Drones Over Broadway: UAVs Play Big Role in Paramour Musical

Theatrical applications such as Cirque du Soleil’s Broadway show Paramour has paved the way for UAVs use for live events.

Dan Daley
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Technical Improvements

The technical achievements of Verity Studios may have addressed that once and for all, their researchers have moved away from vision-based localization.

They have developed a new RF-based proprietary localization system backed by redundant fail-safe algorithms that prevent the failure of any one quadcopter from bringing down the rest of the fleet (which Verity’s engineers refer to as a “synthetic swarm”).

This has allowed for safely choreographed performances eight times a week, in front of a live audience of up to 2,000 people, and without nets.

Benken says that in addition to these technical improvements, Paramour always has a dedicated controller backstage monitoring the drones’ activity. The show also limits drone use to within two meters (6.5 feet) of the stage edge.

That buffer zone, he says, allows enough time for a crewmember out in the house to manually kill the system, prompting all of the drones to immediately land in predetermined spots automatically.

In addition, if the battery on any drone falls below a preset threshold, it will also automatically land itself safely away from performers and audience members.

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Before every performance, Paramour‘s drone crew does a test run to recalibrate the fleet, running all eight “performers” and two spare “understudies” through a basic ensemble routine to confirm flight and control readiness.

He says that Verity’s algorithms allow the drones to “learn” their program with each performance, during which they can calculate and register their positions on the stage and relative to each other.

“They learn in the sense that they know where they’re supposed to be at any given point in the performance, and they get feedback in real time as to where they actually are compared to that,” he explains. “When we bring in a new drone, its performance can vary by as much as half a meter. But it gets better every time it flies.”

The drones’ software is updated periodically, by logging them into Verity’s secure website.

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Then there are environmental issues particular to each venue. Benken says that they drones, which weigh 750 grams (1.65 lbs.) each, have their weights slightly altered depending upon which lampshade they are wearing, so their programming takes that into account.

They are also susceptible to being blown off course by air currents, so the theater’s HVAC system is turned off just ahead of and during their performances to give the air in the theater time to settle.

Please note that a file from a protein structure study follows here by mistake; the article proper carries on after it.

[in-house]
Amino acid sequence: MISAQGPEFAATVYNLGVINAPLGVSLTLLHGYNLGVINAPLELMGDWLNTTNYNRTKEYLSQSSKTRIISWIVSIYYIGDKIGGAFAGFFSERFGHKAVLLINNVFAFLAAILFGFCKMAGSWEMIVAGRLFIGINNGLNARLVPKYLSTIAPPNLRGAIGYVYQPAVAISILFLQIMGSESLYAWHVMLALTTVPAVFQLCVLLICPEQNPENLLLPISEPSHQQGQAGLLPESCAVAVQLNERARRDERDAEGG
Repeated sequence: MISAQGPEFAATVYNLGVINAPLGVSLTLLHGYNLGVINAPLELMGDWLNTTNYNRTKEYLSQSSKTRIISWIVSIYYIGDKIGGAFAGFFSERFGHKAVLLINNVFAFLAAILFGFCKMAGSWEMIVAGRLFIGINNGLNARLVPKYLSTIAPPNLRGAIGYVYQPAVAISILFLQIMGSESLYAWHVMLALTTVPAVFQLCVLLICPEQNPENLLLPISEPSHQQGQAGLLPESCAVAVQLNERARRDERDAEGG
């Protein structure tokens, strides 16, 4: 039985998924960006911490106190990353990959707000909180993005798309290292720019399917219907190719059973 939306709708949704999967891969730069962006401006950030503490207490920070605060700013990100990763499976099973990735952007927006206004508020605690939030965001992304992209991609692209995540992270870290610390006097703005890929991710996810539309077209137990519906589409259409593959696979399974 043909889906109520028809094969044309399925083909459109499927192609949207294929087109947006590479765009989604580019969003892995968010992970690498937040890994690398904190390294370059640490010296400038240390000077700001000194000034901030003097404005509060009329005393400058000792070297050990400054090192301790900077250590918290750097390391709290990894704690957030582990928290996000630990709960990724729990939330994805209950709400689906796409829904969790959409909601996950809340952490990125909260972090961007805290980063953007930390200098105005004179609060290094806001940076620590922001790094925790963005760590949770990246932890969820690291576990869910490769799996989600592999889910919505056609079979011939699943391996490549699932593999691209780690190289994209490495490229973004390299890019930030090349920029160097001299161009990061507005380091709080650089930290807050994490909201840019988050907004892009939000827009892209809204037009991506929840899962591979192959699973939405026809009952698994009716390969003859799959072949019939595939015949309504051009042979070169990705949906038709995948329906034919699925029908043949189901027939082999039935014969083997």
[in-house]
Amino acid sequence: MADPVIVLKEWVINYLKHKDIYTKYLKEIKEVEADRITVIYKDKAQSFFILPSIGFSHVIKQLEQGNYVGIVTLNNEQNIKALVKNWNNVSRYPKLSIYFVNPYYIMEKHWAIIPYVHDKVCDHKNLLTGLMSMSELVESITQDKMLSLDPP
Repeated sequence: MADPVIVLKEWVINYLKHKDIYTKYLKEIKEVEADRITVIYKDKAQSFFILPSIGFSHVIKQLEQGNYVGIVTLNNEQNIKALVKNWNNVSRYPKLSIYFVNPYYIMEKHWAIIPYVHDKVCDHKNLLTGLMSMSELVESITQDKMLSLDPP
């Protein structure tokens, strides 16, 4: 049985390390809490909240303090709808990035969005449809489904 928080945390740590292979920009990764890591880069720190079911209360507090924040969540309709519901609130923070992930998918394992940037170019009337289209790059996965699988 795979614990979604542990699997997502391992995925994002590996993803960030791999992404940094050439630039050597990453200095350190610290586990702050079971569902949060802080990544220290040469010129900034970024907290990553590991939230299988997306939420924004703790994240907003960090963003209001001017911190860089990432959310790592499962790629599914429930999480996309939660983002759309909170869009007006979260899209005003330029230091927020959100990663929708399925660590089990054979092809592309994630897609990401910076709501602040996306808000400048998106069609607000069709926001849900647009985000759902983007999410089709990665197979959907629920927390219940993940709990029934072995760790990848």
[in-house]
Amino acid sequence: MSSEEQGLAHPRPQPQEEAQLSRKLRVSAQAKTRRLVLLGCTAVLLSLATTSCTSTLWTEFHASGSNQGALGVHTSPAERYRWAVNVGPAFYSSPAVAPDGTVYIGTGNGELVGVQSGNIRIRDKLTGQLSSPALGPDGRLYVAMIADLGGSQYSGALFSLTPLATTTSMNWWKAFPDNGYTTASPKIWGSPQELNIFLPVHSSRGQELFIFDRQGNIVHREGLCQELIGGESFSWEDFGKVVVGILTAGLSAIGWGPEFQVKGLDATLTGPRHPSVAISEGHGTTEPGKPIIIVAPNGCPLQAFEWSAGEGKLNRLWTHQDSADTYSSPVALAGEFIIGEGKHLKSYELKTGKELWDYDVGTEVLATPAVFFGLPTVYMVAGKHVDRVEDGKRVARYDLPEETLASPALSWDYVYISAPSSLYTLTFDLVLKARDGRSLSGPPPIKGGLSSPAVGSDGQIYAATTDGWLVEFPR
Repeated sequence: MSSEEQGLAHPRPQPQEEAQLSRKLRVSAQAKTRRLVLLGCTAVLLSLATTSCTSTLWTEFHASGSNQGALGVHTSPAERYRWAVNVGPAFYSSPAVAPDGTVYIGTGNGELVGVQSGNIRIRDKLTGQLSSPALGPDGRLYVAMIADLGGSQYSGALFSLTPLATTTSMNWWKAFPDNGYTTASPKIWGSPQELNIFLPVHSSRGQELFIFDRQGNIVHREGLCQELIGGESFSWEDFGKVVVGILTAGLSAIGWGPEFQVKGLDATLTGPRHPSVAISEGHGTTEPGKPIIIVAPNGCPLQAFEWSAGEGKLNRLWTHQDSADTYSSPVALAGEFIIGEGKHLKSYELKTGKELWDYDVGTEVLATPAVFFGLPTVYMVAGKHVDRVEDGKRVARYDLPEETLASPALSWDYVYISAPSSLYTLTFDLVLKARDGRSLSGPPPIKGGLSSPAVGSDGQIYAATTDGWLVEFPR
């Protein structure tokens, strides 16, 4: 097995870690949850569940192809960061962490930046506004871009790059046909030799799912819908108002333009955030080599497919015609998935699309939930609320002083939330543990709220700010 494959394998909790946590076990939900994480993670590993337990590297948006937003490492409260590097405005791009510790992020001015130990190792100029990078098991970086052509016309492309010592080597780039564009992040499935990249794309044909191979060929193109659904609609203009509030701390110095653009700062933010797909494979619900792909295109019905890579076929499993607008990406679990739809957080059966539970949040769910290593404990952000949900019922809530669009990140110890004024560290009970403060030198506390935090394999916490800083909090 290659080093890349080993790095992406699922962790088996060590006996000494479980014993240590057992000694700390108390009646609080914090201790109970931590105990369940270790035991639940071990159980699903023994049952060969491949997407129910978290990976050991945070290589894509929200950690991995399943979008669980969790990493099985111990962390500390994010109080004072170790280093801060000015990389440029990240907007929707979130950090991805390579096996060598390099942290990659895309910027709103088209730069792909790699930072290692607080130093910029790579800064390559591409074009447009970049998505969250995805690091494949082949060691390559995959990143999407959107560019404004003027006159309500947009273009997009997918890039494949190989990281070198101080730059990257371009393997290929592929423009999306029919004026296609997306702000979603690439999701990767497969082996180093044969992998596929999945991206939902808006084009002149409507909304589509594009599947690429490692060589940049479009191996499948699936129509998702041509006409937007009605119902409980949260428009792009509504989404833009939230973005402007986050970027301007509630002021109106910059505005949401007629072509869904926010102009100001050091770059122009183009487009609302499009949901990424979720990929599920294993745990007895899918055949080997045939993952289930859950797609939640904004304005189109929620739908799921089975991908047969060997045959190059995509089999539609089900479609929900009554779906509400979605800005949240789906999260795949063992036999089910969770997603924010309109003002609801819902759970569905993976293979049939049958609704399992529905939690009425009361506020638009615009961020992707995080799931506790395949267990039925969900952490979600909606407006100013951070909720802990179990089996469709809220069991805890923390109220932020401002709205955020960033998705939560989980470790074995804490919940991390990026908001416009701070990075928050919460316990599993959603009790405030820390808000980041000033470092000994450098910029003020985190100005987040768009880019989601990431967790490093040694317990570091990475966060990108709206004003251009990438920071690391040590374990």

Benken says that operators monitor each drone’s status wirelessly on a computer over Wi-Fi.

“As much as possible, we try to restrict other Wi-Fi signals in the theatre to avoid interference,” he explains. “The actual positioning of the drones on stage is achieved using a proprietary wireless system developed by Verity. This keeps the drone communication out of the UHF range currently allocated to Broadway theaters by the FCC.”

In order to avoid interference with house electrics such as the theater’s radio-controlled lighting dimmers and automation systems and the audience Wi-Fi, which patrons use to order drinks in the theater, Benken says they monitor all the frequencies in use in the building and keep the drone control between the 2.4-GHz and 5-GHz frequencies.

Who Are You?

Drones are so new on Broadway that technicians are still figuring out how to categorize them. Benken says because they’re automated, the fall under the purview of the theater’s carpenters, who are generally in charge of a production’s special effects. However, since they’re also in costume — in this case, the lamp shades — they can also be part of the props department.

“Props handle the looks and the carpenters maintain and operate them,” he says. “It’s so new that we needed to figure out how to categorize them. But one thing that Broadway doesn’t need is another crafts category.”

But that’s what they may need if their success in Paramour takes them beyond the novelty stage.

“We are just now scratching the surface of what can be done,” says Federico Augugliaro, a drone engineer at Verity Studios in Zurich. “But the [Cirque du Soleil] show clearly shows the potential for drones” in theater and other live-event production.

And if drones continue to “take off” in the theater, it might be the Tony Awards that will be looking to add another category.